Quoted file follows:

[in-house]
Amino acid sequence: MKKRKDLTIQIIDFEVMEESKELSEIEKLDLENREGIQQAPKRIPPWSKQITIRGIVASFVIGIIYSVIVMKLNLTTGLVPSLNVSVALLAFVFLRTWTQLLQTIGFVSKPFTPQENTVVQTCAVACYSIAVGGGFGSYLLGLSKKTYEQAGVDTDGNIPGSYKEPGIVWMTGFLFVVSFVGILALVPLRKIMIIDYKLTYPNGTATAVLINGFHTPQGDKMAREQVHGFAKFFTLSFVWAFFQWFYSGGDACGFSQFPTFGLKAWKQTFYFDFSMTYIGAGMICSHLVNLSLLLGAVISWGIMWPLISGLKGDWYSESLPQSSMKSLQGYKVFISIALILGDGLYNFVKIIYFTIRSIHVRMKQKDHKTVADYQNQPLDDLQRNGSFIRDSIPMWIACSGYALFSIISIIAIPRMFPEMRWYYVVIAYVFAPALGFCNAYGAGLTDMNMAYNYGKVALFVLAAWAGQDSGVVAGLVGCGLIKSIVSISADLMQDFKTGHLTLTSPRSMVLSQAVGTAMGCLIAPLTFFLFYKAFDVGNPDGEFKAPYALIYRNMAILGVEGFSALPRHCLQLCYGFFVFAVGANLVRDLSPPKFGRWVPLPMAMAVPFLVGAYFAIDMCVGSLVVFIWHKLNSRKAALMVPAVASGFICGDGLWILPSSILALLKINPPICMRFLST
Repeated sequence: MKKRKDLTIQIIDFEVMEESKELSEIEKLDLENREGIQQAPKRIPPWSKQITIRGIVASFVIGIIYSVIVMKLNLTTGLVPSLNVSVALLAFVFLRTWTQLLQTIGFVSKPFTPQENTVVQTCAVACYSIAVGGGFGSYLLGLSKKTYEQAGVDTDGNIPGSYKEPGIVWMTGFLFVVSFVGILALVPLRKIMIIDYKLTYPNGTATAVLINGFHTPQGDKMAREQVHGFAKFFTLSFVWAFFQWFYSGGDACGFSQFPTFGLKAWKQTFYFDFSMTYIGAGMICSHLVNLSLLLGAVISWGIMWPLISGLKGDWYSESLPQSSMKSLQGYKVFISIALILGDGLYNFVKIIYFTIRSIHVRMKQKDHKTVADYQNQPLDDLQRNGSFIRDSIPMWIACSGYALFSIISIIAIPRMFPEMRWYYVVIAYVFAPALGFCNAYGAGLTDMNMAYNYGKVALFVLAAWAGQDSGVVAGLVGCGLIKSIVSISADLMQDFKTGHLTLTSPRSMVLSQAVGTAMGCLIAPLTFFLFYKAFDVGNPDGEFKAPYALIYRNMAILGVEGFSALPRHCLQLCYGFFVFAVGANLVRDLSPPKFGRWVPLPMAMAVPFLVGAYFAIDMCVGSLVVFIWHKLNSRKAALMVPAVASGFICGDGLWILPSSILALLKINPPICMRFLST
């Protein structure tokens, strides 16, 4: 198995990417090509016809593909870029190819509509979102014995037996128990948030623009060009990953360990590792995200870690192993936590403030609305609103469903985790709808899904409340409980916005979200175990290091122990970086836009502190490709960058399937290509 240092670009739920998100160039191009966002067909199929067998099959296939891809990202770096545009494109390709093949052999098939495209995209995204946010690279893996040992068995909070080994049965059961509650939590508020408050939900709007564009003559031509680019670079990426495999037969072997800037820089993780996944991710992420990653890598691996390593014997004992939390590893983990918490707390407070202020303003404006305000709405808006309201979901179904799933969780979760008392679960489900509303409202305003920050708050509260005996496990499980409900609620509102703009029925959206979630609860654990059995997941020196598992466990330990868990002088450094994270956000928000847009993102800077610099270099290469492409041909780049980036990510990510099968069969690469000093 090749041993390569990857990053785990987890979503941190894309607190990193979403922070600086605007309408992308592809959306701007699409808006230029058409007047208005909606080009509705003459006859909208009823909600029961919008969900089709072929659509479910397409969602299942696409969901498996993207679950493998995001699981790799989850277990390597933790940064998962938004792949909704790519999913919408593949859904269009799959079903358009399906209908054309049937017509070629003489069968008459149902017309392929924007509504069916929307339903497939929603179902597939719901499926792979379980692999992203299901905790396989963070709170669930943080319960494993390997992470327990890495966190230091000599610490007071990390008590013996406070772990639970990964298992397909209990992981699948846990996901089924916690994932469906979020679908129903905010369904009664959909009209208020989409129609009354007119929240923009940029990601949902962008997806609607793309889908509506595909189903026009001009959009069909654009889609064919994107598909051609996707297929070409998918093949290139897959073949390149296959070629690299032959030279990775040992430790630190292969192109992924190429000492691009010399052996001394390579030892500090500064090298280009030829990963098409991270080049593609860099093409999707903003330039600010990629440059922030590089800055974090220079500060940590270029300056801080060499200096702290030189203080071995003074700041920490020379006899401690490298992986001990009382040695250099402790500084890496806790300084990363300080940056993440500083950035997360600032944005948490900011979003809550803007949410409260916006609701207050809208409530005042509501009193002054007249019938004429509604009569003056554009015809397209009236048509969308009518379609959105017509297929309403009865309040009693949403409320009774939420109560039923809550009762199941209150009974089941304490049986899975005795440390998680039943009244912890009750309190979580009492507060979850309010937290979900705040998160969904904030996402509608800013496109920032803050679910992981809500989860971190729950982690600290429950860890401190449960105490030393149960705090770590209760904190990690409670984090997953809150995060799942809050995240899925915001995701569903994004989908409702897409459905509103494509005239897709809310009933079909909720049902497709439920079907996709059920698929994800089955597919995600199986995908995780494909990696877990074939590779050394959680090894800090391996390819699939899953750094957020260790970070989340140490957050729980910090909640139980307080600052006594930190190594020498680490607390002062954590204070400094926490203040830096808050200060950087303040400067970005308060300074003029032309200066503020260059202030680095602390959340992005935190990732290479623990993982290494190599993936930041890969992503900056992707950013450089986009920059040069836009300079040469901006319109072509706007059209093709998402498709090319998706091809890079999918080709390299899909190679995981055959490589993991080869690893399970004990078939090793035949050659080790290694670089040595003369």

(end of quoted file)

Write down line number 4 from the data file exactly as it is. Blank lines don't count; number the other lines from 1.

């Protein structure tokens, strides 16, 4: 198995990417090509016809593909870029190819509509979102014995037996128990948030623009060009990953360990590792995200870690192993936590403030609305609103469903985790709808899904409340409980916005979200175990290091122990970086836009502190490709960058399937290509 240092670009739920998100160039191009966002067909199929067998099959296939891809990202770096545009494109390709093949052999098939495209995209995204946010690279893996040992068995909070080994049965059961509650939590508020408050939900709007564009003559031509680019670079990426495999037969072997800037820089993780996944991710992420990653890598691996390593014997004992939390590893983990918490707390407070202020303003404006305000709405808006309201979901179904799933969780979760008392679960489900509303409202305003920050708050509260005996496990499980409900609620509102703009029925959206979630609860654990059995997941020196598992466990330990868990002088450094994270956000928000847009993102800077610099270099290469492409041909780049980036990510990510099968069969690469000093 090749041993390569990857990053785990987890979503941190894309607190990193979403922070600086605007309408992308592809959306701007699409808006230029058409007047208005909606080009509705003459006859909208009823909600029961919008969900089709072929659509479910397409969602299942696409969901498996993207679950493998995001699981790799989850277990390597933790940064998962938004792949909704790519999913919408593949859904269009799959079903358009399906209908054309049937017509070629003489069968008459149902017309392929924007509504069916929307339903497939929603179902597939719901499926792979379980692999992203299901905790396989963070709170669930943080319960494993390997992470327990890495966190230091000599610490007071990390008590013996406070772990639970990964298992397909209990992981699948846990996901089924916690994932469906979020679908129903905010369904009664959909009209208020989409129609009354007119929240923009940029990601949902962008997806609607793309889908509506595909189903026009001009959009069909654009889609064919994107598909051609996707297929070409998918093949290139897959073949390149296959070629690299032959030279990775040992430790630190292969192109992924190429000492691009010399052996001394390579030892500090500064090298280009030829990963098409991270080049593609860099093409999707903003330039600010990629440059922030590089800055974090220079500060940590270029300056801080060499200096702290030189203080071995003074700041920490020379006899401690490298992986001990009382040695250099402790500084890496806790300084990363300080940056993440500083950035997360600032944005948490900011979003809550803007949410409260916006609701207050809208409530005042509501009193002054007249019938004429509604009569003056554009015809397209009236048509969308009518379609959105017509297929309403009865309040009693949403409320009774939420109560039923809550009762199941209150009974089941304490049986899975005795440390998680039943009244912890009750309190979580009492507060979850309010937290979900705040998160969904904030996402509608800013496109920032803050679910992981809500989860971190729950982690600290429950860890401190449960105490030393149960705090770590209760904190990690409670984090997953809150995060799942809050995240899925915001995701569903994004989908409702897409459905509103494509005239897709809310009933079909909720049902497709439920079907996709059920698929994800089955597919995600199986995908995780494909990696877990074939590779050394959680090894800090391996390819699939899953750094957020260790970070989340140490957050729980910090909640139980307080600052006594930190190594020498680490607390002062954590204070400094926490203040830096808050200060950087303040400067970005308060300074003029032309200066503020260059202030680095602390959340992005935190990732290479623990993982290494190599993936930041890969992503900056992707950013450089986009920059040069836009300079040469901006319109072509706007059209093709998402498709090319998706091809890079999918080709390299899909190679995981055959490589993991080869690893399970004990078939090793035949050659080790290694670089040595003369």